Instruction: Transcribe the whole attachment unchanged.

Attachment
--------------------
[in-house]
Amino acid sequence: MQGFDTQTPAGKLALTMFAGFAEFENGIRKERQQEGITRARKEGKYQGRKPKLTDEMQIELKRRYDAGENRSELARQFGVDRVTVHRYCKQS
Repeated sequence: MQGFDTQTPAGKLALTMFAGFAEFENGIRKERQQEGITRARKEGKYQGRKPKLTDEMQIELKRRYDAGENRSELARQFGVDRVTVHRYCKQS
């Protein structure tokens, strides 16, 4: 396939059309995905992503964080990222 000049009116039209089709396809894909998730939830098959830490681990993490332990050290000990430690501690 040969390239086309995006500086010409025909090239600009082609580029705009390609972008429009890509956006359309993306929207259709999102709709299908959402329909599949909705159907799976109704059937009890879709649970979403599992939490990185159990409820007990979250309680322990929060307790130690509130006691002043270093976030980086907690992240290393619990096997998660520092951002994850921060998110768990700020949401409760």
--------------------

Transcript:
[in-house]
Amino acid sequence: MQGFDTQTPAGKLALTMFAGFAEFENGIRKERQQEGITRARKEGKYQGRKPKLTDEMQIELKRRYDAGENRSELARQFGVDRVTVHRYCKQS
Repeated sequence: MQGFDTQTPAGKLALTMFAGFAEFENGIRKERQQEGITRARKEGKYQGRKPKLTDEMQIELKRRYDAGENRSELARQFGVDRVTVHRYCKQS
């Protein structure tokens, strides 16, 4: 396939059309995905992503964080990222 000049009116039209089709396809894909998730939830098959830490681990993490332990050290000990430690501690 040969390239086309995006500086010409025909090239600009082609580029705009390609972008429009890509956006359309993306929207259709999102709709299908959402329909599949909705159907799976109704059937009890879709649970979403599992939490990185159990409820007990979250309680322990929060307790130690509130006691002043270093976030980086907690992240290393619990096997998660520092951002994850921060998110768990700020949401409760």